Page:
The most recent ECB economic forecasts assume that a vaccine to combat Covid-19 virus could be available by the end of next year, according to the central bank’s chief economist, Philip Lane, on Friday.
The “baseline” estimates assume that “maybe a vaccine will be found by the middle of next year and rolled out by the end of 2021”, Lane told a virtual event held by the Dublin Economics Workshop.
The ECB published new forecasts following a meeting of the rate-setting governing council on Thursday. Gross domestic product is expected to contract by 8.0% in 2020, an improvement on the 8.7% decline estimated back in June.
The Bank affirmed its estimate of consumer price inflation at 0.3% in 2020, well below the ECB’s target of close to below 2.0%. But the risk of a delay to a Covid vaccination could shift attention to the ECB’s so-called “severe scenario”, in which GDP contracts by 10.0% this year, with inflation forecast to remain at an annual rate of 0.3%.
While industrial activity continues to accelerate in the eurozone, even as the service sector rebound appears to have slowed, the bloc’s recovery “is far from complete”, said Lane. One of the biggest questions over future growth is whether “households will be nervous about spending” after months of forced saving during economic lockdown.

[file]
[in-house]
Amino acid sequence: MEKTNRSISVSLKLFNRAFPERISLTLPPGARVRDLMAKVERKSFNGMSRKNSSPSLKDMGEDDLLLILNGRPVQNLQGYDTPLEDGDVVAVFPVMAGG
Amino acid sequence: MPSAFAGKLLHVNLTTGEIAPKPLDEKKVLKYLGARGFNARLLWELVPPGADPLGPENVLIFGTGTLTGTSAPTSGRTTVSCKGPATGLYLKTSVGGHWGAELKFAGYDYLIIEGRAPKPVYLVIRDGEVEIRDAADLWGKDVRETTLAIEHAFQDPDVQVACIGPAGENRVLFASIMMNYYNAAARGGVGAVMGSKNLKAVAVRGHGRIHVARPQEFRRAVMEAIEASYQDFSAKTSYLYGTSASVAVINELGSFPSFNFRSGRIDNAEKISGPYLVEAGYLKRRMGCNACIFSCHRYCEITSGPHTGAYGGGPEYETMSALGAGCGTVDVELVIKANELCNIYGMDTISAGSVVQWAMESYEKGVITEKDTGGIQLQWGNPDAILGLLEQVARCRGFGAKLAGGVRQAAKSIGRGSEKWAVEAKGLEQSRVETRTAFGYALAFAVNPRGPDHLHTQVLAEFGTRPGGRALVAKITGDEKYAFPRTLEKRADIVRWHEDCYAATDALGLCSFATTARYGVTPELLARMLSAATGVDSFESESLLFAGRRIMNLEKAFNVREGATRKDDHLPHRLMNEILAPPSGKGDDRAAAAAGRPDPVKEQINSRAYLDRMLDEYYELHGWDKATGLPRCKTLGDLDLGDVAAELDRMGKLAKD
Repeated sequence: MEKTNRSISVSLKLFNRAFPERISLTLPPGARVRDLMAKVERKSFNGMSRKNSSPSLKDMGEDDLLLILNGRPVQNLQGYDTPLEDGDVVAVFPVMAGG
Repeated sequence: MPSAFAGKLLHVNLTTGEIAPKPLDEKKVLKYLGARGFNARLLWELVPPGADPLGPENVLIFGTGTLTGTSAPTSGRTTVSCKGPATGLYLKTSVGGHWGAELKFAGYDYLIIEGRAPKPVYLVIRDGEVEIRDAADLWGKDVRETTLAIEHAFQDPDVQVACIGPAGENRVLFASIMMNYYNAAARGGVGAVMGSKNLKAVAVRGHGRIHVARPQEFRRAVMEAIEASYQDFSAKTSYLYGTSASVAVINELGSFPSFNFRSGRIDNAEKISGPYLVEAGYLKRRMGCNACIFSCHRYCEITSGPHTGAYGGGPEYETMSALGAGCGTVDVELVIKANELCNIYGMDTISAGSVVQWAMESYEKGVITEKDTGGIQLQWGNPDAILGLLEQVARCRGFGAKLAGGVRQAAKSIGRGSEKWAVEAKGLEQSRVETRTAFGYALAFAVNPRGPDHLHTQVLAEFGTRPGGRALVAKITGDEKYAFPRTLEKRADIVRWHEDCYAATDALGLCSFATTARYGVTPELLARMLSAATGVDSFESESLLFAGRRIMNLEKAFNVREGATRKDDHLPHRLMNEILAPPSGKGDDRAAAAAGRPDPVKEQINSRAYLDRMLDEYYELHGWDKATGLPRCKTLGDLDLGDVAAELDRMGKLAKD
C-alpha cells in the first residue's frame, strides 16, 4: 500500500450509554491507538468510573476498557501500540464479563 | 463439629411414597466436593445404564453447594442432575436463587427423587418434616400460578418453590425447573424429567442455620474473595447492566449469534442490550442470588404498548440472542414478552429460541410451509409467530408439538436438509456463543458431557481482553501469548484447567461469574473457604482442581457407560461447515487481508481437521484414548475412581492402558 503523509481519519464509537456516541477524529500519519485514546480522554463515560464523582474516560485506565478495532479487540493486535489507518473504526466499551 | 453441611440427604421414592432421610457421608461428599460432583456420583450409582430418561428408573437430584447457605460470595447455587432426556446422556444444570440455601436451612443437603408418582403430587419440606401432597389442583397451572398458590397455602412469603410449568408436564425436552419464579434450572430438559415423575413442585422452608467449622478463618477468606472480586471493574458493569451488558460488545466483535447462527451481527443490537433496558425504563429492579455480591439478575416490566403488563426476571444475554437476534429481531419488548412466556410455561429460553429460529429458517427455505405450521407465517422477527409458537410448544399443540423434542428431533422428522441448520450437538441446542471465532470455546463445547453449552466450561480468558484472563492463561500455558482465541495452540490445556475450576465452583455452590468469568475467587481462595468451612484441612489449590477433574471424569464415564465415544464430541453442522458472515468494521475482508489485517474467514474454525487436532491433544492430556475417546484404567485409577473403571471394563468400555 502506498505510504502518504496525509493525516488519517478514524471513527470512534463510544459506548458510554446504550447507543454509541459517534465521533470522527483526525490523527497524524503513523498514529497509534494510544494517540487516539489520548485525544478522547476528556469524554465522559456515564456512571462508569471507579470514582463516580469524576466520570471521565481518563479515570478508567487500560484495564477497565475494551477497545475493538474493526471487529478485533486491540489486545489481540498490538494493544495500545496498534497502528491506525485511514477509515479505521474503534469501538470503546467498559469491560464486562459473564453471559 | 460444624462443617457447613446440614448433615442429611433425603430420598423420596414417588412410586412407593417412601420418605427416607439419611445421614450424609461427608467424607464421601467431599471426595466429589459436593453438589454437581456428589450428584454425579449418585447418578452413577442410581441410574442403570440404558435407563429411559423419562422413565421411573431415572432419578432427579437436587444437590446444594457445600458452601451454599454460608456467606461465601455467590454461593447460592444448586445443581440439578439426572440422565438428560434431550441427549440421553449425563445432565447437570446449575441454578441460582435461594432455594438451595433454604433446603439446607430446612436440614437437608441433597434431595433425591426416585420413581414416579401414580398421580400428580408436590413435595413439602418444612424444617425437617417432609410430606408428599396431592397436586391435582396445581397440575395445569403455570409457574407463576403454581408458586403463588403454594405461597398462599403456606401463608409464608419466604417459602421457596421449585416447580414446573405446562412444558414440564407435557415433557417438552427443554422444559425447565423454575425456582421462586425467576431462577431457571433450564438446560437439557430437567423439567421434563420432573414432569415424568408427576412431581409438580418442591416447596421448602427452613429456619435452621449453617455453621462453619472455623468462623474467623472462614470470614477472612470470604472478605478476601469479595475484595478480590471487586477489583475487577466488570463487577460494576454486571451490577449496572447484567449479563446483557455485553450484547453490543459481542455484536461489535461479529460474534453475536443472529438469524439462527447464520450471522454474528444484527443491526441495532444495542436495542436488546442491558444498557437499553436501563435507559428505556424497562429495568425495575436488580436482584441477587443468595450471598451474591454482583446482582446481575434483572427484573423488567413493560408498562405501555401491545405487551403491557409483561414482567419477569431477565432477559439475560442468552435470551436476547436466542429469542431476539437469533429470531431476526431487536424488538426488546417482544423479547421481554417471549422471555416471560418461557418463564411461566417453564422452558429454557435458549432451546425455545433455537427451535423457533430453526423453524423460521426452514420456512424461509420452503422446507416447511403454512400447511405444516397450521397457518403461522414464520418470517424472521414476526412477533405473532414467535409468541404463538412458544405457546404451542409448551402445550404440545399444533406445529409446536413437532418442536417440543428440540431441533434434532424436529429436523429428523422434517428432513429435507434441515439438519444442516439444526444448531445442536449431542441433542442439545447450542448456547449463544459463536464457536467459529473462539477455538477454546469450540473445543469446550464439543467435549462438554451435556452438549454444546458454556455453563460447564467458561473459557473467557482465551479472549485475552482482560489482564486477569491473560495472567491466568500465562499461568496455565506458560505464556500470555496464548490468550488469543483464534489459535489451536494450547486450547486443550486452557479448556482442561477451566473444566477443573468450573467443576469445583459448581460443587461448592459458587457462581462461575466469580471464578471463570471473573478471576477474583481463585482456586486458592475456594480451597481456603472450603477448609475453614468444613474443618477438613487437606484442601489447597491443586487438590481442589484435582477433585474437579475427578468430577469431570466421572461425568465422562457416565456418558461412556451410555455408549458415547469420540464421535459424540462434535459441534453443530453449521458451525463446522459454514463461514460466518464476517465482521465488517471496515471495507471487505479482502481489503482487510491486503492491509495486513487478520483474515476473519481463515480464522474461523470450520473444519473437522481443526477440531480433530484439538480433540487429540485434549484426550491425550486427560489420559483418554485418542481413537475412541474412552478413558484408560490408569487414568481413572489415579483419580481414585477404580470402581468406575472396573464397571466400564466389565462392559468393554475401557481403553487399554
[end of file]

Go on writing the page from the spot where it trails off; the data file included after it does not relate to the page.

ECB projections “assume that the full normalisation of the savings rate will occur only gradually”, Lane wrote in an ECB blog posted earlier on Friday.
The chief economist did not discuss recent appreciation of the euro at the Dublin event; ECB president Christine Lagarde was grilled over exchange rates at a press briefing following Thursday’s governing council meeting.
However, Lane did refer to the “recent appreciation of the euro exchange rate” as a downward influence on future inflation in his blog post. The euro has gained approximately 10% against the dollar since March, but has appreciated by a smaller magnitude against a basket of currencies.
Lane also reiterated the ECB’s support for further fiscal stimulus from euro zone governments, echoing comments from his governing council colleague Isabel Schnabel earlier on Friday.
“Fiscal expansion is indispensable at the current juncture to sustain demand and mitigate the long-term costs of the crisis,” she told a virtual conference hosted by the Berlin-based Centre for European Reform. “Monetary policy can complement these efforts. But by itself, it may not be sufficient to stabilise the economy.”